Mixed feelings in SF Mission Chinese community about Ed Lees legacy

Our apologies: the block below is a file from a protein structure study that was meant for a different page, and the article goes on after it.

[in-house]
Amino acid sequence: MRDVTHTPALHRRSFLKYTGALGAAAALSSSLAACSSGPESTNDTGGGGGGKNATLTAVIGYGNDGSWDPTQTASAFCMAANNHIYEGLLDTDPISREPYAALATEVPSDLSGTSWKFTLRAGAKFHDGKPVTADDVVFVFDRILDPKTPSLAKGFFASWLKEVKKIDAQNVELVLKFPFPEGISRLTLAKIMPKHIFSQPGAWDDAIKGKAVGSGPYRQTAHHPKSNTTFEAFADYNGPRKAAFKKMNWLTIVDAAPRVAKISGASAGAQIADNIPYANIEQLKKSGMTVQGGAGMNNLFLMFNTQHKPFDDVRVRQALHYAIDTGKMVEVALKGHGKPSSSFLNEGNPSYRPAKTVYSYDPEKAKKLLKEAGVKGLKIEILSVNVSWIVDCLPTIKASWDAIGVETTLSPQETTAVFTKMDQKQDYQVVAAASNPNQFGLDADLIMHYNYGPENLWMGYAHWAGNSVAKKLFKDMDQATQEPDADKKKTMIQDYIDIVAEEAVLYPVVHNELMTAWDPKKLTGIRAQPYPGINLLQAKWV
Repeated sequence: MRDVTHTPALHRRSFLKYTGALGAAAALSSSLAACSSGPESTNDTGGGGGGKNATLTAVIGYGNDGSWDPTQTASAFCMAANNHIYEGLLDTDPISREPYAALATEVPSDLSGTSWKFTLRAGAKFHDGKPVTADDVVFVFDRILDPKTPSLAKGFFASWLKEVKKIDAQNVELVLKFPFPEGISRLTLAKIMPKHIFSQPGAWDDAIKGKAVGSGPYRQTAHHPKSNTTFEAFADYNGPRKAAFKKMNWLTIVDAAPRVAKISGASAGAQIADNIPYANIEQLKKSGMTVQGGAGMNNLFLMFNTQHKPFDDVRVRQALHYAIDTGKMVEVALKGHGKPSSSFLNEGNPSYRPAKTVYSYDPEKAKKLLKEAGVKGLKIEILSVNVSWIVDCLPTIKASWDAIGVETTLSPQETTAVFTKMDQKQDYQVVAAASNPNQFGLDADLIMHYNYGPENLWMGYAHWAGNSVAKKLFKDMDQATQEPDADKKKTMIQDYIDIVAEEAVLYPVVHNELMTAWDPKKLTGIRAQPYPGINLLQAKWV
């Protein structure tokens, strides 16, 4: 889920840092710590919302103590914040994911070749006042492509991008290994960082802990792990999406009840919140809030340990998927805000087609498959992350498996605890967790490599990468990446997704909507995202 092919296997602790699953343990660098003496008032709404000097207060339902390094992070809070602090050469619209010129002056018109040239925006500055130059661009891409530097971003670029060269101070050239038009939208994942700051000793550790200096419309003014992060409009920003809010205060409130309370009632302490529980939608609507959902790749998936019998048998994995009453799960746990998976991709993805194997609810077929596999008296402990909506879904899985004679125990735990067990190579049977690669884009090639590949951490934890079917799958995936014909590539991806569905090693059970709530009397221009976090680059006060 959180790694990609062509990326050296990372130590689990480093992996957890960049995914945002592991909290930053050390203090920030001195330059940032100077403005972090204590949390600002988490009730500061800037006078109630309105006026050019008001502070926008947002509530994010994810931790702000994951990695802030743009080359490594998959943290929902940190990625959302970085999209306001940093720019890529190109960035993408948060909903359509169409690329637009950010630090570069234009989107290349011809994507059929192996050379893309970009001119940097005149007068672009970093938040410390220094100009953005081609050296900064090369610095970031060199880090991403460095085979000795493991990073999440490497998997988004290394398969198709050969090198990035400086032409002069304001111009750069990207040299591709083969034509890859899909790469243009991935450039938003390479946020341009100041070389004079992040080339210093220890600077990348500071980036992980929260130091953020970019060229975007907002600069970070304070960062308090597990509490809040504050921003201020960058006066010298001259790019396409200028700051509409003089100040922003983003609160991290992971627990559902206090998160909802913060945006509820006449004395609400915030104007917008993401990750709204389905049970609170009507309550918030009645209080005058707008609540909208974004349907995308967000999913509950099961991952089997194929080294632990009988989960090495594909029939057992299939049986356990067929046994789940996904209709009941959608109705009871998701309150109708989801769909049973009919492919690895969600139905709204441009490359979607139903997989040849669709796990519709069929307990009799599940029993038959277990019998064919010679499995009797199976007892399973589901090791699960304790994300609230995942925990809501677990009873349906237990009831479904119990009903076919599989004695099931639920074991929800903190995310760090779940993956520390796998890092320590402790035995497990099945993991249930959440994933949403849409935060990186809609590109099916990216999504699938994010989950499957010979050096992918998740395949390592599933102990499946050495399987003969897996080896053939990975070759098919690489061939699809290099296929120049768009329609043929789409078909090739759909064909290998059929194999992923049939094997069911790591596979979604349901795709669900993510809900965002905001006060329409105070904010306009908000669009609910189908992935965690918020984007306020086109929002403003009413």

first_img Tags: Business • ed lee Share this: FacebookTwitterRedditemail,0% But, while Andy felt it was good to have an Asian mayor, he at times felt neglected by Lee as a small business owner in a rapidly changing neighborhood like the Mission. In 2013, the Mission’s Asian population was 12 percent.“He did a lot for the Chinese community, but the Mission changed a lot, and we’ve been recently losing a lot of business,” he said. “He’s a good guy, but sometimes he didn’t do enough to protect small Chinese businesses.”Lai Lee Choy, 84, said through an interpreter that she thought Lee was far too young to die and still had a strong political future ahead of him. Lee was the city’s first Asian American mayor. “He was also the face that represented the Asian American community,” she said, sitting in the foyer of the Bethany Center. “It’s good to have a Chinese mayor, because he knows the culture of the Chinese community, and there’s a bridge, and he can represent us.” Jackie Tan, 23, who works at the Bethany Center, said he met Lee twice during charity and volunteering events. “He seemed like a nice guy,” Tan said. Tan, who speaks Cantonese, said with Lee it was “definitely easier for Chinese people to speak up for what they wanted to change in San Francisco.” But, like Andy at Sun Fat Seafood, some business owners felt that the first Chinese mayor had not done enough. Lee, a manager at Casa Thai Market on 16th and Mission streets, said that, although Mayor Ed Lee was great for the economy and “everyone loved him” for it, some issues could have used more of his attention. “Can’t say much about the homeless,” he said, pointing around the 16th Street BART Plaza. Tsang, the owner of the 19th and Mission market, agreed. “Maybe he could have done the homeless situation better,” she said. Others, like Annie Luo, who runs a Chinese restaurant on Mission Street, said she and many in Chinese community felt abandoned by Lee as he supported retail cannabis in more family-oriented neighborhoods like the Sunset. “Didn’t he know anything about Chinese history?” she said, referring to the drug stigma Chinese people sometimes hold because of China’s history with the opium trade. Luo said that she and around 100 Asian-American residents recently demonstrated twice in front of Lee’s house before he signed the city’s retail cannabis law on Dec. 6. “He didn’t even open the door,” she said. “We were so disappointed — we wanted to sit down and talk, and he didn’t want to talk at all.” But she also said the dissatisfaction in the community had been building “day by day, week by week, year by year,” largely because, in the face of mounting unaffordability in the city, Lee remained partitioned off from their concerns. “Even though we pushed his doorbell, and even at his office, he didn’t open up at all,” she said. “He didn’t listen to you.” Members of the Mission District Chinese community reacted with varying degrees of surprise, sadness and bitterness to the sudden death of Mayor Ed Lee, who collapsed from an apparent heart attack on Monday at around 10:30 p.m. while shopping at the Safeway near his home in Glen Park. “I was so shocked this morning,” Tina Tsang, who owns City Discount Meat & Grocery at 19th and Mission street, said on Tuesday. “I can’t believe it happened.” Tsang said she thought Lee’s reign had an overall positive effect on the city’s economy — and, generally speaking, she thought he pulled for small businesses like hers. Andy, a co-owner of Sun Fat Seafood on Mission Street, was surprised this morning when he heard the news. “He’s one of the most famous Chinese people I know,” he said. center_img 0%last_img